Finally, under the terms of a separate agreement with FCRC, the developer will contribute $250,000 towards a newly-created Atlantic Yards Tenant Protection Fund expected to be administered by the Brooklyn Community Foundation. The Fund will provide grants to local nonprofit organizations offering eviction prevention and anti-displacement services to low and moderate income residents of Brooklyn community districts 2, 3, 6 and 8.
“Seems like it has been an eternity getting this project to the point where we have a written commitment to produce the affordable housing in the next ten years, and oversight with community voices represented, but the community, through BrooklynSpeaks, has ultimately prevailed. We’re quite pleased that the newly created Tenant Protection Fund will be a significant resource to help address pressures from gentrification and displacement affecting vulnerable members of our community. We are grateful to those at ESDC, FCRC, the Governor and the Mayor’s office who, together with us, crafted a workable agreement,” said Deb Howard, Executive Director of the Pratt Area Community Council.
“For many, the struggle to get the affordable housing promised for the Atlantic Yards project has been going on for ten years. Since the announcement of Atlantic Yards, all of us have advocated for a fair process, community inclusion and benefits for hard-working Brooklynites,” said Reverend Clinton Miller, Pastor of Brown Memorial Baptist Church. “With this agreement, we’ve made a giant step forward and we’ve proven that communities need to be vigilant and use every strategy possible to get what’s just,” he added.
“I am proud to be a part of this agreement that will accelerate the affordable units at Atlantic Yards. This shows that government, developers and the community can work together for the best interest of working families. I’m impressed with the work of the ESDC, the Mayor’s office, FCRC, Fifth Avenue Committee, Brooklyn Speaks and our partner organizations in coming to this landmark agreement,” said Marjona Jones, organizing coordinator for Brown Community Development Corporation.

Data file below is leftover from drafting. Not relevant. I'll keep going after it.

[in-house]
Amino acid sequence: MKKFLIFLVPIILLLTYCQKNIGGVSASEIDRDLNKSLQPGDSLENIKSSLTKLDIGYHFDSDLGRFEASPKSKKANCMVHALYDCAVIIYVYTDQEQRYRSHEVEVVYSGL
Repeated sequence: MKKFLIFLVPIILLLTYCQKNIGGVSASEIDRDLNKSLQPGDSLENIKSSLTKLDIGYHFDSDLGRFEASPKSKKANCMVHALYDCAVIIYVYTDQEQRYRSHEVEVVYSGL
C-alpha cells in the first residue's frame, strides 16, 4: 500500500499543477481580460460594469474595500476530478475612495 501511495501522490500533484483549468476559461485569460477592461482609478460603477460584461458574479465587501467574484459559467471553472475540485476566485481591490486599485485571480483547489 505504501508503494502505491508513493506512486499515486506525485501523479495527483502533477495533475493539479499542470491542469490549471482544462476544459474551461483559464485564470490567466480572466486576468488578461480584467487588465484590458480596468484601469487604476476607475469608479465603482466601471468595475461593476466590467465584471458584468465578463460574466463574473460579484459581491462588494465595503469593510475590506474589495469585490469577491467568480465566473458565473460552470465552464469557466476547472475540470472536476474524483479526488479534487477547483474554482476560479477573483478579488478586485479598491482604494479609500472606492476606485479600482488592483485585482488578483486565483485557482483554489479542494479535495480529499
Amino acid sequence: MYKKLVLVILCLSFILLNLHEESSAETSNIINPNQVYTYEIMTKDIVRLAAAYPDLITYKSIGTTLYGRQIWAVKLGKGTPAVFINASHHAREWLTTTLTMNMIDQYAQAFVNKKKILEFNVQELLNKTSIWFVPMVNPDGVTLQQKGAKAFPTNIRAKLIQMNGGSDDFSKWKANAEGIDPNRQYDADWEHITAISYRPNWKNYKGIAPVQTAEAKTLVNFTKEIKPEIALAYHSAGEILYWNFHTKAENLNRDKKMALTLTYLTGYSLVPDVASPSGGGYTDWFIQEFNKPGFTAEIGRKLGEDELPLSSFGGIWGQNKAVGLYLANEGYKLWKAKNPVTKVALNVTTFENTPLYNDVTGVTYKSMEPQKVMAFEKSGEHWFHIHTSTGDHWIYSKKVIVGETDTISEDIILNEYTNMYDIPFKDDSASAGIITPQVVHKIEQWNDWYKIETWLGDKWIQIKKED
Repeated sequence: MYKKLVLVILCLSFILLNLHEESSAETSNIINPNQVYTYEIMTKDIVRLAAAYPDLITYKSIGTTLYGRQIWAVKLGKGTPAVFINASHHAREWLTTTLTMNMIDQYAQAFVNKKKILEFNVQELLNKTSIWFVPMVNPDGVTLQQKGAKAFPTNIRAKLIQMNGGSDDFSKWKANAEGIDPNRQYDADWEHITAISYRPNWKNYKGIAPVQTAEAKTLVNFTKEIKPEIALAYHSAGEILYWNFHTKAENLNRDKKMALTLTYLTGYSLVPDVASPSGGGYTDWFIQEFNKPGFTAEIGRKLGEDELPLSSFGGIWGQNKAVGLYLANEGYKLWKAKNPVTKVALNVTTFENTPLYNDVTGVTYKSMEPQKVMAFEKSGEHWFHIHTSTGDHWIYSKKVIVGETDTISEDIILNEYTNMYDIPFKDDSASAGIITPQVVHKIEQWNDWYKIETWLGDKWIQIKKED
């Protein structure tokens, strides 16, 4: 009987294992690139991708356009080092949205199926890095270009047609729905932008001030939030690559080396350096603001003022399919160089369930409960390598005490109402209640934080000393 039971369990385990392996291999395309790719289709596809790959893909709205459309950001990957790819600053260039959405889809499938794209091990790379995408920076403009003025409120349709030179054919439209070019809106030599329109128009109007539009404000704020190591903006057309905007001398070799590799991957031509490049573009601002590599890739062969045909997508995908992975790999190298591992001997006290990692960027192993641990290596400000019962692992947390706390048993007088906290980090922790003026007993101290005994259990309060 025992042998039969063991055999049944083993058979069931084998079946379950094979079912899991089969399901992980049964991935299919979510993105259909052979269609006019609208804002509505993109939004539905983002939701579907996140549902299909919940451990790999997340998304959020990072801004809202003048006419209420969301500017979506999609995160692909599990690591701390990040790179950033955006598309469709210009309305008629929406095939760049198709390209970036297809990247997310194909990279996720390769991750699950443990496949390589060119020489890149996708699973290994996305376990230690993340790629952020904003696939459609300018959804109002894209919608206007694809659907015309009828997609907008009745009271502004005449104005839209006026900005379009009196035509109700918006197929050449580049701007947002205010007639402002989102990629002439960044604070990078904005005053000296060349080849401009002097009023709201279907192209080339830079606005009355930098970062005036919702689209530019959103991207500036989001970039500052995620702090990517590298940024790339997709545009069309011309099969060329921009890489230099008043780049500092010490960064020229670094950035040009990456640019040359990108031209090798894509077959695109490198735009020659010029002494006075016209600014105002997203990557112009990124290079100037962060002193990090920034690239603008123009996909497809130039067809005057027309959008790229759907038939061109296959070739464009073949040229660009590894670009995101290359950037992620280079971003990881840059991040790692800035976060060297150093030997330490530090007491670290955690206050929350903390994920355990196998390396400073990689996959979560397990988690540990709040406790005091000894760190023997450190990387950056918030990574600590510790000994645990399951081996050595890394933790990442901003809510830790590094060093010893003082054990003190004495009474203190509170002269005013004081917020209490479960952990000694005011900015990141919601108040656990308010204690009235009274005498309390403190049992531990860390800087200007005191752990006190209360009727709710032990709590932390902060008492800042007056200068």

“This settlement represents a significant advance for the whole community surrounding and affected by the Atlantic Yards project. The accelerated delivery of affordable housing will benefit thousands of Brooklynites at a critical time, and we believe this is a step in the right direction in its terms, with great potential to be executed as structured. Moreover, the community will gain a degree of project oversight for the first time. The Park Slope Civic Council strongly supports affordable housing in our neighborhood and throughout Brooklyn, and applauds this positive settlement and the consistent and dedicated hard work of the parties that brought it about,” said Gilly Youner and Judith Lief, Co-Presidents of the Park Slope Civic Council.
“Our organization has maintained offices in Park Slope for over 15 years. The primary needs for the over 10,000 individuals we serve annually is access to quality healthcare and affordable housing. This collaborative approach by community partners and government is a perfect example of how the community’s best interest can succeed. This agreement allows all people, including working class people and communities of color, to know they are valued and can afford an appropriate place to live,” said Carine Jocelyn, Director of Diaspora Community Services.
“The economic realities of solving the city’s affordable housing crisis will increasingly call for public/private partnerships similar to the Atlantic Yards project,” said Gib Veconi, Treasurer of the Prospect Heights Neighborhood Development Council. “Today’s agreement shows that communities can and will hold developers accountable for their commitments to the public. The BrooklynSpeaks sponsors are gratified to have been able to play a role in accelerating the delivery of affordable housing at Atlantic Yards, and will continue to constructively engage the State, the City and the developers as we advocate for the residents of the communities surrounding the project in the months and years ahead.”
Added Fifth Avenue Committee’s Michelle de la Uz, “This project and process has taught us a lot about the relationship between large scale development, gentrification and displacement and the urgent need for timely access to affordable housing and anti-displacement services in Brooklyn. We plan to make our demographic research available to other communities faced with seemingly insurmountable displacement pressures and an urgent need for affordable housing. We hope to facilitate understanding of the connections between public policy decisions and the experience of communities and its residents dealing with the impact of those decisions so public policy is more inclusive and just.”
June 27, 2014.
Documents relating to the settlement are available here.
Read the New York Times’ coverage of the settlement here.